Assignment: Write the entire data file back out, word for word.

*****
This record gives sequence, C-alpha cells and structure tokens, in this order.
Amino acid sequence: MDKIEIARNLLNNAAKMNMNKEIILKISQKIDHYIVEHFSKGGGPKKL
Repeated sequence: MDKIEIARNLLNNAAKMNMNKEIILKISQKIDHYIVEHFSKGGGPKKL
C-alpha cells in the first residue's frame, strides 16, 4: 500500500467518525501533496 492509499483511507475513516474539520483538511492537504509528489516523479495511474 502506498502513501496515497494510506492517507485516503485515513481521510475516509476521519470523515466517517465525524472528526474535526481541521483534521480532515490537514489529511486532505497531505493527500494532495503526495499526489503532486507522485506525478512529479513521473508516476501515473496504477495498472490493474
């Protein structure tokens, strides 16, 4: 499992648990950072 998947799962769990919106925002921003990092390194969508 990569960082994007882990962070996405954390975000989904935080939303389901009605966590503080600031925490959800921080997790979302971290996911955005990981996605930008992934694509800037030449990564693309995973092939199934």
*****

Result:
This record gives sequence, C-alpha cells and structure tokens, in this order.
Amino acid sequence: MDKIEIARNLLNNAAKMNMNKEIILKISQKIDHYIVEHFSKGGGPKKL
Repeated sequence: MDKIEIARNLLNNAAKMNMNKEIILKISQKIDHYIVEHFSKGGGPKKL
C-alpha cells in the first residue's frame, strides 16, 4: 500500500467518525501533496 492509499483511507475513516474539520483538511492537504509528489516523479495511474 502506498502513501496515497494510506492517507485516503485515513481521510475516509476521519470523515466517517465525524472528526474535526481541521483534521480532515490537514489529511486532505497531505493527500494532495503526495499526489503532486507522485506525478512529479513521473508516476501515473496504477495498472490493474
């Protein structure tokens, strides 16, 4: 499992648990950072 998947799962769990919106925002921003990092390194969508 990569960082994007882990962070996405954390975000989904935080939303389901009605966590503080600031925490959800921080997790979302971290996911955005990981996605930008992934694509800037030449990564693309995973092939199934």